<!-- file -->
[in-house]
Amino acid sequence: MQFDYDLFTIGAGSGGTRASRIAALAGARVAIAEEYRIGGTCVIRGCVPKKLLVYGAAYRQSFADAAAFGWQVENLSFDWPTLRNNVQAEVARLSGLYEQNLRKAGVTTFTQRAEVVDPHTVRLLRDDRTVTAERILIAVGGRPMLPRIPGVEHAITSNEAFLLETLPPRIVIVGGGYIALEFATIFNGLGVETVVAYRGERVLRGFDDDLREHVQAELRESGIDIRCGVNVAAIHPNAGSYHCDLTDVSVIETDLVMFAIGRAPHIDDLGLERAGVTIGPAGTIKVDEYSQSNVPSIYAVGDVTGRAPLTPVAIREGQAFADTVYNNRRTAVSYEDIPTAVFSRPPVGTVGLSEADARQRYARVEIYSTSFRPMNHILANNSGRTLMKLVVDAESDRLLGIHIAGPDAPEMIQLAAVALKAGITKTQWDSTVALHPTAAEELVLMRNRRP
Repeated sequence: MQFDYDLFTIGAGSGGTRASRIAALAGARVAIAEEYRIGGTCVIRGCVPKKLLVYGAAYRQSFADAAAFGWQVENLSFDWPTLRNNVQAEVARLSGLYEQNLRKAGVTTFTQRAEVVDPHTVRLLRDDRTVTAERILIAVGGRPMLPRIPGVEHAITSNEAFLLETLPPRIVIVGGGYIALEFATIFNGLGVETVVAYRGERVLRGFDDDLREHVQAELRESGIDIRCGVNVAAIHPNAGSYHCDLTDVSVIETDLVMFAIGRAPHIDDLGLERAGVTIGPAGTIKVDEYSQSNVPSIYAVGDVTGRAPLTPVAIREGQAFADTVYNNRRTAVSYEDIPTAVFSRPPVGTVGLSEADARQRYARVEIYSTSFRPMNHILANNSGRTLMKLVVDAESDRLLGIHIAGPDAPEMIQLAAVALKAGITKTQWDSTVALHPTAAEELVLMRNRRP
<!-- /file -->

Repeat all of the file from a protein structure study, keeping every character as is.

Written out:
[in-house]
Amino acid sequence: MQFDYDLFTIGAGSGGTRASRIAALAGARVAIAEEYRIGGTCVIRGCVPKKLLVYGAAYRQSFADAAAFGWQVENLSFDWPTLRNNVQAEVARLSGLYEQNLRKAGVTTFTQRAEVVDPHTVRLLRDDRTVTAERILIAVGGRPMLPRIPGVEHAITSNEAFLLETLPPRIVIVGGGYIALEFATIFNGLGVETVVAYRGERVLRGFDDDLREHVQAELRESGIDIRCGVNVAAIHPNAGSYHCDLTDVSVIETDLVMFAIGRAPHIDDLGLERAGVTIGPAGTIKVDEYSQSNVPSIYAVGDVTGRAPLTPVAIREGQAFADTVYNNRRTAVSYEDIPTAVFSRPPVGTVGLSEADARQRYARVEIYSTSFRPMNHILANNSGRTLMKLVVDAESDRLLGIHIAGPDAPEMIQLAAVALKAGITKTQWDSTVALHPTAAEELVLMRNRRP
Repeated sequence: MQFDYDLFTIGAGSGGTRASRIAALAGARVAIAEEYRIGGTCVIRGCVPKKLLVYGAAYRQSFADAAAFGWQVENLSFDWPTLRNNVQAEVARLSGLYEQNLRKAGVTTFTQRAEVVDPHTVRLLRDDRTVTAERILIAVGGRPMLPRIPGVEHAITSNEAFLLETLPPRIVIVGGGYIALEFATIFNGLGVETVVAYRGERVLRGFDDDLREHVQAELRESGIDIRCGVNVAAIHPNAGSYHCDLTDVSVIETDLVMFAIGRAPHIDDLGLERAGVTIGPAGTIKVDEYSQSNVPSIYAVGDVTGRAPLTPVAIREGQAFADTVYNNRRTAVSYEDIPTAVFSRPPVGTVGLSEADARQRYARVEIYSTSFRPMNHILANNSGRTLMKLVVDAESDRLLGIHIAGPDAPEMIQLAAVALKAGITKTQWDSTVALHPTAAEELVLMRNRRP